Pregnancy Honesty: Thank Goodness That’s Over

I had a baby this summer and my first thought the moment he was in my arms was… thank goodness THAT’S over.

When I found out I was likely to be induced, I was upset. Really upset. I’d done everything right, followed every recommendation made by my care team, jumped through all the hoops. Sure, I had a birth plan, but I didn’t want anything crazy. I just wanted to go into labor and have the baby when he was ready. 

But even as I sobbed while arguing against the interventions they were recommending, I was realizing I was so, so tired of this pregnancy. 

I hated being pregnant. 

There, I said it.

pregnancy honesty

On one hand, it looked like an uneventful pregnancy. Even a good, “easy” one like I’d had with my older daughter, who was born on her due date while I was laughing at something my husband said before my last push. I had no morning sickness. No swollen feet or ankles. No trouble sleeping. I hardly even put on any excess weight. The baby moved all the time so as soon as I knew she was in there, kicking and punching and doing backflips, my first-trimester anxiety subsided.

Google any list of common pregnancy side effects — I had basically none of them. 

On paper, both of my pregnancies were a piece of cake.

But the second time around, I was miserable… I just didn’t want to admit it to myself. Sometimes it was unrelated to my pregnancy, like when I had the flu — and then the stomach flu, twice. I was exhausted beyond belief, more exhausted than I should have been, even with a 4-year-old and an active, full-time job. But I ignored it, reminding myself that this was my rainbow baby. I was so relieved to finally be pregnant with things progressing as they should. It took me until I was deep into my third-trimester to realize that I was absolutely, positively miserable. And I had been for a long time. 

That first-trimester anxiety, where I was constantly worried that something would go wrong, had lasted weeks. The three viruses I came down with took up basically my entire second-trimester when I should have actually been feeling good. And on the threshold of my third-trimester, staring down a too-late gestational diabetes diagnosis — which also came with a last-minute transfer from my midwives to the high-risk clinic — my anxiety returned.

My blood pressure skyrocketed every time I walked into the doctor’s office. 

I resented my body for not being as strong as it should have been. I hated how much I was hating my pregnancy. I’d been waiting for this for years. I was mad at myself — maybe if I’d exercised more, eaten better, meditated, gotten that massage, took more time off… it seemed like an endless list of things I could have done differently. Maybe some of them would have made a difference, but maybe not. There’s no way to know.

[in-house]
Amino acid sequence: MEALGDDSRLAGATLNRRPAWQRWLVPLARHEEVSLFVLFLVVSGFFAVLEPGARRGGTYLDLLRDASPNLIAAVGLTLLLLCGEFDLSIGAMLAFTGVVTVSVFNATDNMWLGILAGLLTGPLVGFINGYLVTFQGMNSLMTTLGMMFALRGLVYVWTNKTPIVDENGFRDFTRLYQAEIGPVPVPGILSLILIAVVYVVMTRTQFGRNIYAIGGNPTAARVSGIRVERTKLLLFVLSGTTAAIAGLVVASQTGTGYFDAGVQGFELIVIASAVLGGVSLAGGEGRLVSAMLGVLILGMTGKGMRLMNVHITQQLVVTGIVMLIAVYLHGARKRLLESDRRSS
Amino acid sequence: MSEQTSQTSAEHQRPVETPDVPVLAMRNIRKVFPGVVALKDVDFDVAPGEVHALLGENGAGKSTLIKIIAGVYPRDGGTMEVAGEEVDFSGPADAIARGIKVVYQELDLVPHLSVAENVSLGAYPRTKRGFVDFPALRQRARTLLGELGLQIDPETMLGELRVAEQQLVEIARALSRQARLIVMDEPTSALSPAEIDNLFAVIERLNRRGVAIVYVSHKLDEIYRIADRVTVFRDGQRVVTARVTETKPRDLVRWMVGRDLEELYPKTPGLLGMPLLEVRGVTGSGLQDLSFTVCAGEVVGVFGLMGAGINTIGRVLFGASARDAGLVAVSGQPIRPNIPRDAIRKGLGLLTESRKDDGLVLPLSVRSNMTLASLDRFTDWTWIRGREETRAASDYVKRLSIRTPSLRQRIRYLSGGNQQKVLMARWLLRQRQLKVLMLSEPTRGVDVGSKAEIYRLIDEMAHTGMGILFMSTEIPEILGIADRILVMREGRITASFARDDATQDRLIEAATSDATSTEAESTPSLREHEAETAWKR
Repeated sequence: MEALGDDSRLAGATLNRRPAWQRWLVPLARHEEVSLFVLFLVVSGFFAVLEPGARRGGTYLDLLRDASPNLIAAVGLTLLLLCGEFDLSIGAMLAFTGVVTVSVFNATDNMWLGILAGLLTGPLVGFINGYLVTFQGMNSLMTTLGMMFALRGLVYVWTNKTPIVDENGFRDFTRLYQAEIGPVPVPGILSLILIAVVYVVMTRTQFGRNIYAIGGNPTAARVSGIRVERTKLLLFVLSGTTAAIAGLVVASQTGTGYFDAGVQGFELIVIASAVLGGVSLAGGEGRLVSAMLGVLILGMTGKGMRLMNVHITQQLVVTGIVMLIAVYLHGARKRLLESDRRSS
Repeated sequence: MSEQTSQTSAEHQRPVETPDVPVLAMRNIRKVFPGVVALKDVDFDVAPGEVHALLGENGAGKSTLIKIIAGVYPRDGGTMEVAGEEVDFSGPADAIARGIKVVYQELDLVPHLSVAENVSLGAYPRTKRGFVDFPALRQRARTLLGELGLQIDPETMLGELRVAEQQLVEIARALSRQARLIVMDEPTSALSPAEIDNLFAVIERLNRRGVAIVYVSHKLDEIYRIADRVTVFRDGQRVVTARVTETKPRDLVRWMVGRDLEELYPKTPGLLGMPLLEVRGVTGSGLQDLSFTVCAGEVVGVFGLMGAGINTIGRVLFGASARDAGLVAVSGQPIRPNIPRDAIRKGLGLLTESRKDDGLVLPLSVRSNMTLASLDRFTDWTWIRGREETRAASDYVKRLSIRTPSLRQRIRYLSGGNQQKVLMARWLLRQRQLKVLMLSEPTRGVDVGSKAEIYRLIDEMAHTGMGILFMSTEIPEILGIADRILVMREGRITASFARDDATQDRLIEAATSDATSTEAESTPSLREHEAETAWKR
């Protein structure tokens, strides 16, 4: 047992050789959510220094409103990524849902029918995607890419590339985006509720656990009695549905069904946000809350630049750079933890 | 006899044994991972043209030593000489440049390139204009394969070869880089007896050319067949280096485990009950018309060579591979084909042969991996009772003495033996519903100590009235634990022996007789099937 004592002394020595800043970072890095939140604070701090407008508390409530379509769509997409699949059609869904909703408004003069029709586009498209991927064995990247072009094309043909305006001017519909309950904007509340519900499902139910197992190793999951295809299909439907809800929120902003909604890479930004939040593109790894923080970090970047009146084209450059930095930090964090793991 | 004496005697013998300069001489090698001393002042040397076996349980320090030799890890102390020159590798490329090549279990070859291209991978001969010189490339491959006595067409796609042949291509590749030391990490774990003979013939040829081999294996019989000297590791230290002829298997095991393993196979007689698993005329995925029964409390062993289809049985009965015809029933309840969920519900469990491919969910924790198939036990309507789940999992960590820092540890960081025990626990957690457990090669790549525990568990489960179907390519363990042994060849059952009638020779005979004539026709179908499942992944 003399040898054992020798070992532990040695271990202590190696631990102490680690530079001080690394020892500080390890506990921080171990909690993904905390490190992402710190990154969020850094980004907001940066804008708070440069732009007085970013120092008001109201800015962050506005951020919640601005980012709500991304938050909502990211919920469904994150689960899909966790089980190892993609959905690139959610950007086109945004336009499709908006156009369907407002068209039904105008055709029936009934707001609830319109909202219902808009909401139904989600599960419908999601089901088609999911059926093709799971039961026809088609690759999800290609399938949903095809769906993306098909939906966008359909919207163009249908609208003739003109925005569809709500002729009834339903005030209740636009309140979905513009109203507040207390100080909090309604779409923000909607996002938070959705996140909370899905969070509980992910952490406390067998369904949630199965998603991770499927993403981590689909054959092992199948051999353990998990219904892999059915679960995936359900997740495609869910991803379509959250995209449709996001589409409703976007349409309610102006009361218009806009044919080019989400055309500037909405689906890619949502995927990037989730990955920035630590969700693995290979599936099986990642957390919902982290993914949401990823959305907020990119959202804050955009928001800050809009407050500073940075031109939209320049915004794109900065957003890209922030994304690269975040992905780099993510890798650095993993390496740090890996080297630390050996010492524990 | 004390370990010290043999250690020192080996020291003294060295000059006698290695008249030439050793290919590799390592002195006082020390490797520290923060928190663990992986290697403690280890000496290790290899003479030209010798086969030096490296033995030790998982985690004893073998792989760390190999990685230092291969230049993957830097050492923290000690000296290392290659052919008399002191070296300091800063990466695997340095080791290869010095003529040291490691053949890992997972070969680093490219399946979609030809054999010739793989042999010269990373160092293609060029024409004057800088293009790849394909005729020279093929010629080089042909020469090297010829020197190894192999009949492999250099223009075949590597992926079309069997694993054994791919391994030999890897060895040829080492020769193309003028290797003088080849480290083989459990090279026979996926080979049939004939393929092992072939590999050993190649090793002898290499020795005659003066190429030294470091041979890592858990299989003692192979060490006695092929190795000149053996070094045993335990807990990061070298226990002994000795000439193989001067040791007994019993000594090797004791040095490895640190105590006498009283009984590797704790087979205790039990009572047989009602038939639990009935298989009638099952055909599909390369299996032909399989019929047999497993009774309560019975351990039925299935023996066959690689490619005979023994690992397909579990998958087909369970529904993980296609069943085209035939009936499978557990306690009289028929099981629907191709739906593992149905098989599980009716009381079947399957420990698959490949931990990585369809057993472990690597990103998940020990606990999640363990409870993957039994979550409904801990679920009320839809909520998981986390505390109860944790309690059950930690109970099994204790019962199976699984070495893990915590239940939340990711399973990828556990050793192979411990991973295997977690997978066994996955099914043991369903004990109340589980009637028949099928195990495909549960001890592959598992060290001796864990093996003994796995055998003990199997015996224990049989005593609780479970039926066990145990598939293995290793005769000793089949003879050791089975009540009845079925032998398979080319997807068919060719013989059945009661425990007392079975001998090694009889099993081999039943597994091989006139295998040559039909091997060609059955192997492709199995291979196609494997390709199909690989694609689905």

I was told I’d find out my induction date at my 36-week appointment. After a month of following my new diabetes diet and what felt like constant finger-pricks and insulin shots {none of which worked to get my blood sugar under control}, I had to admit that I was tired of fighting.

All I wanted was for this baby to be out of me, ASAP. 

And five days after that appointment, he was. Induction wasn’t fun. My body was not ready to have a baby. It stubbornly refused to cooperate for almost 20-hours. But as soon as it got up to speed with what the doctors were telling it to do, my son was born within about 25-minutes. 

In the end, I’m glad I didn’t acknowledge my misery for so long, because by the time I gave it a name, it was over within about a month. In the hours after he was born, I cynically thought, well I’m never doing that again. Now, three months later, I can’t imagine life without him. My recovery time was nothing compared to my first pregnancy. My energy levels bounced back thanks to the fact that I was sleeping better with a newborn than I was while I was still pregnant. 

pregnancy honesty

Will I do it again, knowing that I could face nine terrible months all over again? I’m not sure. It certainly seems easier to not. But I’m giving myself the gift of time to heal and recover until I know for sure. 

But would I do this miserable pregnancy over again, knowing the outcome would be this tiny, awesome person, who I can’t imagine life without?

You bet I would. Piece of cake.

{Which I can eat again because I don’t have gestational diabetes anymore!}

Silver linings.

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